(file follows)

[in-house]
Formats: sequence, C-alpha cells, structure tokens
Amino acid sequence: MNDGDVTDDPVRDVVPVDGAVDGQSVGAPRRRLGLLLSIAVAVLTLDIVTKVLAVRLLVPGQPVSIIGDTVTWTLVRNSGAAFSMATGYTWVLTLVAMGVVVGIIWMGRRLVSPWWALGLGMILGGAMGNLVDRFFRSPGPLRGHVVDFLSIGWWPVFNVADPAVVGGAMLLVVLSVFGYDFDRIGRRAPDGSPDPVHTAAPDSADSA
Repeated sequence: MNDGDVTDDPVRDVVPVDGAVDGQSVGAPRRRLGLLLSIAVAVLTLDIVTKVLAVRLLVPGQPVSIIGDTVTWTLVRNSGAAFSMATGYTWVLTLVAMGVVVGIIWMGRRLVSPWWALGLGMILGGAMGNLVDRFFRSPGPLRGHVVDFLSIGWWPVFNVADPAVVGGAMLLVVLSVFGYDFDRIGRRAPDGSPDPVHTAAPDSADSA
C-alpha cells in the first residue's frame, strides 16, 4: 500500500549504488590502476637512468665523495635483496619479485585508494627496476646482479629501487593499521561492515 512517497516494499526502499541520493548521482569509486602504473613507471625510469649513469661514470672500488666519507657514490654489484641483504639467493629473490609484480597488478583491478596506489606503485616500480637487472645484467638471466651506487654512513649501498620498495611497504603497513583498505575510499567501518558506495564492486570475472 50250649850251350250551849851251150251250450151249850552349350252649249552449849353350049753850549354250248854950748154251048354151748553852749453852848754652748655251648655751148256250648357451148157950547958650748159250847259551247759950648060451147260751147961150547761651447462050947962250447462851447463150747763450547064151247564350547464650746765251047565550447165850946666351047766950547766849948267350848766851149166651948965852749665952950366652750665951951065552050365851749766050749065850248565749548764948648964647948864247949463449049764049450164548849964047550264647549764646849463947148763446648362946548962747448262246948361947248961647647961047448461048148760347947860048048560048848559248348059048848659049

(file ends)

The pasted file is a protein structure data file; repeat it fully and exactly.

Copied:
[in-house]
Formats: sequence, C-alpha cells, structure tokens
Amino acid sequence: MNDGDVTDDPVRDVVPVDGAVDGQSVGAPRRRLGLLLSIAVAVLTLDIVTKVLAVRLLVPGQPVSIIGDTVTWTLVRNSGAAFSMATGYTWVLTLVAMGVVVGIIWMGRRLVSPWWALGLGMILGGAMGNLVDRFFRSPGPLRGHVVDFLSIGWWPVFNVADPAVVGGAMLLVVLSVFGYDFDRIGRRAPDGSPDPVHTAAPDSADSA
Repeated sequence: MNDGDVTDDPVRDVVPVDGAVDGQSVGAPRRRLGLLLSIAVAVLTLDIVTKVLAVRLLVPGQPVSIIGDTVTWTLVRNSGAAFSMATGYTWVLTLVAMGVVVGIIWMGRRLVSPWWALGLGMILGGAMGNLVDRFFRSPGPLRGHVVDFLSIGWWPVFNVADPAVVGGAMLLVVLSVFGYDFDRIGRRAPDGSPDPVHTAAPDSADSA
C-alpha cells in the first residue's frame, strides 16, 4: 500500500549504488590502476637512468665523495635483496619479485585508494627496476646482479629501487593499521561492515 512517497516494499526502499541520493548521482569509486602504473613507471625510469649513469661514470672500488666519507657514490654489484641483504639467493629473490609484480597488478583491478596506489606503485616500480637487472645484467638471466651506487654512513649501498620498495611497504603497513583498505575510499567501518558506495564492486570475472 50250649850251350250551849851251150251250450151249850552349350252649249552449849353350049753850549354250248854950748154251048354151748553852749453852848754652748655251648655751148256250648357451148157950547958650748159250847259551247759950648060451147260751147961150547761651447462050947962250447462851447463150747763450547064151247564350547464650746765251047565550447165850946666351047766950547766849948267350848766851149166651948965852749665952950366652750665951951065552050365851749766050749065850248565749548764948648964647948864247949463449049764049450164548849964047550264647549764646849463947148763446648362946548962747448262246948361947248961647647961047448461048148760347947860048048560048848559248348059048848659049